It only took a few days, but Pokémon Go has already spurred some intent philosophising.
Yeah, the initially vacuous concept of roaming around your neighbourhood in search of digital baddies to capture and collect apparently offers a fair few moral quandaries. Just ask Waleed Aly, who today hosted ABC Radio National’s The Minefield, alongside Aunty’s religion and ethics expert Scott Stephens and guest philosopher Laura D’Olimpio.
All three of ’em had varying views on the utterly bonkers smash hit app, with Aly making the first case for it. According to him, it harkens to more established concepts like the scavenger hunt and geocaching that offer families an opportunity to band together to… well, be the very best, that no-one ever was.
“Instead of staring vacantly into a screen at home, they’re staring vacantly into a screen in a park, at least.
Kids and parents are doing this together because of the nostalgic value, of course it was huge 20 years ago but now you’ve got a generation who are sharing it with their kids…
It’s kind of like a family activity in a way. It’s anaemic, I’ll give you that, it’s a pale imitation of what a family activity can be but I wonder if it’s a lesser evil.”
His concerns about the app – outside the many physical ramifications walking around with your eyes locked on the screen could have – mainly focus around the blurred lines of the real and the unreal.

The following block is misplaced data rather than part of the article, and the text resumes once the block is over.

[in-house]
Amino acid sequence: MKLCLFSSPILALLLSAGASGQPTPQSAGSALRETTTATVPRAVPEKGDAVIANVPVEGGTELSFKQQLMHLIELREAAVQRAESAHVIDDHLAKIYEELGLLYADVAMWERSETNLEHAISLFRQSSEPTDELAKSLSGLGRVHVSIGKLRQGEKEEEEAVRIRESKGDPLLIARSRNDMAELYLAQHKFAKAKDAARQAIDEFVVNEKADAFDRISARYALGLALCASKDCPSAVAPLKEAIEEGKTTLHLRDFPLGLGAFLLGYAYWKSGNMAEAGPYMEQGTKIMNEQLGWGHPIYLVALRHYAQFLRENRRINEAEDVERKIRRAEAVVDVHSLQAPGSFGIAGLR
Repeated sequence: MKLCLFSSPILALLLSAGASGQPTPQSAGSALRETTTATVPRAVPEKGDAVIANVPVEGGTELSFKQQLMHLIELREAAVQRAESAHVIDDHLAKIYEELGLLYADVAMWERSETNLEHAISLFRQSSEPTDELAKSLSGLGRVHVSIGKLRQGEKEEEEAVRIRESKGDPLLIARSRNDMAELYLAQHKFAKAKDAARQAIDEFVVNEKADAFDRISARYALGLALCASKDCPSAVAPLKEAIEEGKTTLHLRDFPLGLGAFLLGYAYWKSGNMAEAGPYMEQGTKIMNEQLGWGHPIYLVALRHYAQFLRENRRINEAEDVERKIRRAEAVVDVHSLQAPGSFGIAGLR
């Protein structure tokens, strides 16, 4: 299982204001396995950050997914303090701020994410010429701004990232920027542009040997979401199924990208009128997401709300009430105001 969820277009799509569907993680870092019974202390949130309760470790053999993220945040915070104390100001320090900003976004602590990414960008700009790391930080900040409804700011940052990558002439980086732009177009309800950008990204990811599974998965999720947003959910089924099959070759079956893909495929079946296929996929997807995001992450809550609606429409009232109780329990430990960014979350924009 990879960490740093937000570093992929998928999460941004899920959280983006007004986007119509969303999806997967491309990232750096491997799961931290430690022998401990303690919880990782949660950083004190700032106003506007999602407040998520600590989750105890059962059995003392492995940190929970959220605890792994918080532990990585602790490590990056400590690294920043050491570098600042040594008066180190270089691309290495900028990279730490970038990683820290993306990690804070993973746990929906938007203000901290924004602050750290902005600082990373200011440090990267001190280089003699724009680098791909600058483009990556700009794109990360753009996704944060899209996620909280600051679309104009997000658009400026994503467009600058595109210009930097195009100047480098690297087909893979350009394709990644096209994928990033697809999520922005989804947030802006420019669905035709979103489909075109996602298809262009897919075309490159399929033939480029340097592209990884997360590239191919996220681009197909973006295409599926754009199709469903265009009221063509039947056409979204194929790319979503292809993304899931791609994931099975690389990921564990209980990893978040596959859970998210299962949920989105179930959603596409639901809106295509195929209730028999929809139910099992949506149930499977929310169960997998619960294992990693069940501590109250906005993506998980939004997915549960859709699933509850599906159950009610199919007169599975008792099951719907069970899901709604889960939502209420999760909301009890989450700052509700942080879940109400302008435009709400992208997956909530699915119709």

He worries about the boundaries players should set, saying “I have very real concerns about the colonisation of the real and the sacred, with the unreal and trivial.
But the question for me is not whether Pokémon Go is an ethical game, but what is the ethically informed way of playing Pokémon Go?”
It’s heady stuff, which co-host Stephens shot down from the get-go. According to him, the game is nothin’ more than “the harbinger for the end of the world as we know it.”
In his view, the game’s congealed concepts have been problematic since day dot. Describing when the series first came to prominence, he said “even then, there were certain ethical questions that were being raised….
It’s this radical fusion of this obsession with collecting, mass marketed cartoons, and what is essentially cockfighting for kids…
The whole thing kind of sounds ethically dubious.”
D’Olimpio managed to inject some optimism into the whole world of augmented reality. Despite concerns “if we’re not considering how we’re interacting with those spaces, that’s where the problem arises, if we’re just automating ourselves,” she concedes this kinda tech is just gonna proliferate, whether we like it or not.
So, she asks “this ethical question is ‘how should we allow technology to mediate our lives and our lived experiences in ways that are positive, that might be conducive to flourishing?’…
Our intention is to have a positive engagement in our communities, as opposed to this isolation and disconnection where the only form of love and connection is technological.”
For all intents and purposes, the discussion uses Go as a lens through which to probe the concept of games (and even leisure activities in general) in philosophical terms, but hot damn – that convergence of pop philosophy and training telekinetic platypuses to fight is a sweet convergence indeed.
Listen to the whole episode right here – hell, you could even do it while you’re out and about snatching up all of those Rattatas.